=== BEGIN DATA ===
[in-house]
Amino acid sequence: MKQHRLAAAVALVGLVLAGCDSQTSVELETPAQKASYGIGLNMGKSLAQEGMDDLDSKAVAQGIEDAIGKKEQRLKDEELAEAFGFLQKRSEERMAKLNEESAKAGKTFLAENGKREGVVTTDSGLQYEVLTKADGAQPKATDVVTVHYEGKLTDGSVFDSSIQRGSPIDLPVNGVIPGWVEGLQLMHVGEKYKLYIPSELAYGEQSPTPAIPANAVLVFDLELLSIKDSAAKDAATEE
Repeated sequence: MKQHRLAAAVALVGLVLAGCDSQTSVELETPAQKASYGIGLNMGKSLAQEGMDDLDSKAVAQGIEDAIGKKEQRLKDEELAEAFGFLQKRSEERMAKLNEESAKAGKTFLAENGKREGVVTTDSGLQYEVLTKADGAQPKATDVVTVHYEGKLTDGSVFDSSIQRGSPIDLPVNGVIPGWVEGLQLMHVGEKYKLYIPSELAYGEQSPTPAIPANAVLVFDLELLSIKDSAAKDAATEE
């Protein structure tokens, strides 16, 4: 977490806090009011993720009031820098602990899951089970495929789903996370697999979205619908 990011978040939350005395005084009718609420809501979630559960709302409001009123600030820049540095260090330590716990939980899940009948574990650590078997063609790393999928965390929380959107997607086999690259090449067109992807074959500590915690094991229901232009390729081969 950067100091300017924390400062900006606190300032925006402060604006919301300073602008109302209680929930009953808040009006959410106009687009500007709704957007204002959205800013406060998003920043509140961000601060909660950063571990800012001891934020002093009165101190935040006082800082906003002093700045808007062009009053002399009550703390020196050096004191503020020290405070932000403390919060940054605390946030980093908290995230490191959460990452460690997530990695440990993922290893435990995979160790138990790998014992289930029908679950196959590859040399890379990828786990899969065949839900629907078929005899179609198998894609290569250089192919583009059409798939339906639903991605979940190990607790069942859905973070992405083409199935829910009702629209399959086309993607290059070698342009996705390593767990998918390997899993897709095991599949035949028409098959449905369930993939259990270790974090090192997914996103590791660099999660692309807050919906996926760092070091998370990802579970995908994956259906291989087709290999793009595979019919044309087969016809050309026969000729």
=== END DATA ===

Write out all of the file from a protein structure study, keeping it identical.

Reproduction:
[in-house]
Amino acid sequence: MKQHRLAAAVALVGLVLAGCDSQTSVELETPAQKASYGIGLNMGKSLAQEGMDDLDSKAVAQGIEDAIGKKEQRLKDEELAEAFGFLQKRSEERMAKLNEESAKAGKTFLAENGKREGVVTTDSGLQYEVLTKADGAQPKATDVVTVHYEGKLTDGSVFDSSIQRGSPIDLPVNGVIPGWVEGLQLMHVGEKYKLYIPSELAYGEQSPTPAIPANAVLVFDLELLSIKDSAAKDAATEE
Repeated sequence: MKQHRLAAAVALVGLVLAGCDSQTSVELETPAQKASYGIGLNMGKSLAQEGMDDLDSKAVAQGIEDAIGKKEQRLKDEELAEAFGFLQKRSEERMAKLNEESAKAGKTFLAENGKREGVVTTDSGLQYEVLTKADGAQPKATDVVTVHYEGKLTDGSVFDSSIQRGSPIDLPVNGVIPGWVEGLQLMHVGEKYKLYIPSELAYGEQSPTPAIPANAVLVFDLELLSIKDSAAKDAATEE
């Protein structure tokens, strides 16, 4: 977490806090009011993720009031820098602990899951089970495929789903996370697999979205619908 990011978040939350005395005084009718609420809501979630559960709302409001009123600030820049540095260090330590716990939980899940009948574990650590078997063609790393999928965390929380959107997607086999690259090449067109992807074959500590915690094991229901232009390729081969 950067100091300017924390400062900006606190300032925006402060604006919301300073602008109302209680929930009953808040009006959410106009687009500007709704957007204002959205800013406060998003920043509140961000601060909660950063571990800012001891934020002093009165101190935040006082800082906003002093700045808007062009009053002399009550703390020196050096004191503020020290405070932000403390919060940054605390946030980093908290995230490191959460990452460690997530990695440990993922290893435990995979160790138990790998014992289930029908679950196959590859040399890379990828786990899969065949839900629907078929005899179609198998894609290569250089192919583009059409798939339906639903991605979940190990607790069942859905973070992405083409199935829910009702629209399959086309993607290059070698342009996705390593767990998918390997899993897709095991599949035949028409098959449905369930993939259990270790974090090192997914996103590791660099999660692309807050919906996926760092070091998370990802579970995908994956259906291989087709290999793009595979019919044309087969016809050309026969000729």